Challenges for Future Heavy Duty Diesel Lubricant Development: PC-10/DX-2/Euro IV 2003-01-1964
Over the last decade, the introduction of increasingly stringent emissions legislation to control emissions from vehicles, has necessitated a variety of changes in Heavy Duty Diesel (HDD) engines to ensure that these requirements can be achieved. These include: the use of increased retardation of fuel injection timing, modifications to fuel injection technology in terms of pressure of injection together with electronic control, the use of inter-coolers and most recently exhaust gas re-circulation (EGR).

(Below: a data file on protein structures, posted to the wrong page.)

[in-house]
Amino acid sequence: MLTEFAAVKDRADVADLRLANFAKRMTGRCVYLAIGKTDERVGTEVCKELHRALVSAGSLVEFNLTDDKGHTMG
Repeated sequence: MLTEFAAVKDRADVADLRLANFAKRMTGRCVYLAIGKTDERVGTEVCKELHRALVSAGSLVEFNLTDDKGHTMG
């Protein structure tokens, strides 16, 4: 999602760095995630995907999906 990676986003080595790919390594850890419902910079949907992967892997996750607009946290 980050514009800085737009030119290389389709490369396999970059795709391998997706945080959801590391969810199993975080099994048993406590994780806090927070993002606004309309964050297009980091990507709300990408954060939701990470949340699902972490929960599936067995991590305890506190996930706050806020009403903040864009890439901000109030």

It appears clear that US Federal Tier III, Euro IV and Japanese New Long Term (NLT) emissions legislation will result in the widespread use of aftertreatment devices for the reduction of oxides of nitrogen (NOx) and particulate matter (PM) in heavy duty diesel engines. Feedback from vehicle manufacturers (OEMs) indicates that the use of such devices will require the introduction of lubricants with reduced phosphorus, sulfur and ash content to facilitate durability of these aftertreatment devices. This paper will describe the challenges faced in the development of such lubricants and data presented to demonstrate that satisfactory performance may be achieved in terms of wear and corrosion parameters. Data will be presented from Mack T10 and GM 6.5 Roller Follower Wear testing at reduced phosphorus, sulfur and ash levels and the impact of fuel sulfur level investigated. Data will also be presented from the XUD11 BTE test to examine the impact of fuel sulfur level on dispersancy performance. Testing will be required to validate these observations in future engine designs.